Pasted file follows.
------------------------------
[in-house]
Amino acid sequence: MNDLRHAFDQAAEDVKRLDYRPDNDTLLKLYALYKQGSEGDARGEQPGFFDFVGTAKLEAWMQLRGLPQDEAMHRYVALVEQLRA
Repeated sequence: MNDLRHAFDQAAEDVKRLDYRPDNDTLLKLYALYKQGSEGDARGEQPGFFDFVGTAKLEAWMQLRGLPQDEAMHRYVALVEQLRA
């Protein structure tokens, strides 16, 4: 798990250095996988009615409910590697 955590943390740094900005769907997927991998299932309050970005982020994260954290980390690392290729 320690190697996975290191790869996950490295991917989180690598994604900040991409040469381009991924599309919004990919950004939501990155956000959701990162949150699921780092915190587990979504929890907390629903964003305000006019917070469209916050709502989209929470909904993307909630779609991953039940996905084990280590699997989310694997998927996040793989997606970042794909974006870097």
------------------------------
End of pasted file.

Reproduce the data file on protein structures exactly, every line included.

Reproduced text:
[in-house]
Amino acid sequence: MNDLRHAFDQAAEDVKRLDYRPDNDTLLKLYALYKQGSEGDARGEQPGFFDFVGTAKLEAWMQLRGLPQDEAMHRYVALVEQLRA
Repeated sequence: MNDLRHAFDQAAEDVKRLDYRPDNDTLLKLYALYKQGSEGDARGEQPGFFDFVGTAKLEAWMQLRGLPQDEAMHRYVALVEQLRA
């Protein structure tokens, strides 16, 4: 798990250095996988009615409910590697 955590943390740094900005769907997927991998299932309050970005982020994260954290980390690392290729 320690190697996975290191790869996950490295991917989180690598994604900040991409040469381009991924599309919004990919950004939501990155956000959701990162949150699921780092915190587990979504929890907390629903964003305000006019917070469209916050709502989209929470909904993307909630779609991953039940996905084990280590699997989310694997998927996040793989997606970042794909974006870097």